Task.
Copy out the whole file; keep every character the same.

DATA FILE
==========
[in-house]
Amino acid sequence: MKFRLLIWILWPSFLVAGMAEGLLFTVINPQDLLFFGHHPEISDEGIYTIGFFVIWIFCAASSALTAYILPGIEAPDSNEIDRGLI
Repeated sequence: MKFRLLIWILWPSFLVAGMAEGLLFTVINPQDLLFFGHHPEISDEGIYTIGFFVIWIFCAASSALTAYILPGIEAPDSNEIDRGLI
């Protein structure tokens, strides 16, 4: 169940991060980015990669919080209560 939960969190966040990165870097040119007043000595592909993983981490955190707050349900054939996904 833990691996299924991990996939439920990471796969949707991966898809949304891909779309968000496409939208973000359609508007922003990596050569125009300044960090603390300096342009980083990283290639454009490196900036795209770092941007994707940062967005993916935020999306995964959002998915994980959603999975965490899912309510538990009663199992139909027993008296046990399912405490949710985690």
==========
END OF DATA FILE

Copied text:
[in-house]
Amino acid sequence: MKFRLLIWILWPSFLVAGMAEGLLFTVINPQDLLFFGHHPEISDEGIYTIGFFVIWIFCAASSALTAYILPGIEAPDSNEIDRGLI
Repeated sequence: MKFRLLIWILWPSFLVAGMAEGLLFTVINPQDLLFFGHHPEISDEGIYTIGFFVIWIFCAASSALTAYILPGIEAPDSNEIDRGLI
């Protein structure tokens, strides 16, 4: 169940991060980015990669919080209560 939960969190966040990165870097040119007043000595592909993983981490955190707050349900054939996904 833990691996299924991990996939439920990471796969949707991966898809949304891909779309968000496409939208973000359609508007922003990596050569125009300044960090603390300096342009980083990283290639454009490196900036795209770092941007994707940062967005993916935020999306995964959002998915994980959603999975965490899912309510538990009663199992139909027993008296046990399912405490949710985690």